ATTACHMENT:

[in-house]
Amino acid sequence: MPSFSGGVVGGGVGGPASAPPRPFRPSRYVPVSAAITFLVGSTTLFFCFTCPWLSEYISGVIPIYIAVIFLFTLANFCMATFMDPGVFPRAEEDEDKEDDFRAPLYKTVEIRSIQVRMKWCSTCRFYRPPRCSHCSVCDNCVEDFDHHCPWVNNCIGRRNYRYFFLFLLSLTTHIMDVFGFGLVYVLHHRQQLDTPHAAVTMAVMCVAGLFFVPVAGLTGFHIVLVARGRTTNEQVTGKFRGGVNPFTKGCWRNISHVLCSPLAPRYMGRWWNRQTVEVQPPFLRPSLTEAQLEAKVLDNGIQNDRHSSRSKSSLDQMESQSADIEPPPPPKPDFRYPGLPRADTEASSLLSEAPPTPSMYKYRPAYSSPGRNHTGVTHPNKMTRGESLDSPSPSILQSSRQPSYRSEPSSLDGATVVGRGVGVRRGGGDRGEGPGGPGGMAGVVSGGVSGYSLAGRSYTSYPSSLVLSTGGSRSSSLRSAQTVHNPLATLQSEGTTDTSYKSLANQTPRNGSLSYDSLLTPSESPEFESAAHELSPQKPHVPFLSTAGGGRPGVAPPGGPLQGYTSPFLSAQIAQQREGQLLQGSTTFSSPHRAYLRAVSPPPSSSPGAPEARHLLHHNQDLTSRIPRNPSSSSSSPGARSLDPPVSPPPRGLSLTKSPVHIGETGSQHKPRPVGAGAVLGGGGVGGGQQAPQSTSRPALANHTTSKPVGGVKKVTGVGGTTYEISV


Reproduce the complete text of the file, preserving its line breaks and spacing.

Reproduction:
[in-house]
Amino acid sequence: MPSFSGGVVGGGVGGPASAPPRPFRPSRYVPVSAAITFLVGSTTLFFCFTCPWLSEYISGVIPIYIAVIFLFTLANFCMATFMDPGVFPRAEEDEDKEDDFRAPLYKTVEIRSIQVRMKWCSTCRFYRPPRCSHCSVCDNCVEDFDHHCPWVNNCIGRRNYRYFFLFLLSLTTHIMDVFGFGLVYVLHHRQQLDTPHAAVTMAVMCVAGLFFVPVAGLTGFHIVLVARGRTTNEQVTGKFRGGVNPFTKGCWRNISHVLCSPLAPRYMGRWWNRQTVEVQPPFLRPSLTEAQLEAKVLDNGIQNDRHSSRSKSSLDQMESQSADIEPPPPPKPDFRYPGLPRADTEASSLLSEAPPTPSMYKYRPAYSSPGRNHTGVTHPNKMTRGESLDSPSPSILQSSRQPSYRSEPSSLDGATVVGRGVGVRRGGGDRGEGPGGPGGMAGVVSGGVSGYSLAGRSYTSYPSSLVLSTGGSRSSSLRSAQTVHNPLATLQSEGTTDTSYKSLANQTPRNGSLSYDSLLTPSESPEFESAAHELSPQKPHVPFLSTAGGGRPGVAPPGGPLQGYTSPFLSAQIAQQREGQLLQGSTTFSSPHRAYLRAVSPPPSSSPGAPEARHLLHHNQDLTSRIPRNPSSSSSSPGARSLDPPVSPPPRGLSLTKSPVHIGETGSQHKPRPVGAGAVLGGGGVGGGQQAPQSTSRPALANHTTSKPVGGVKKVTGVGGTTYEISV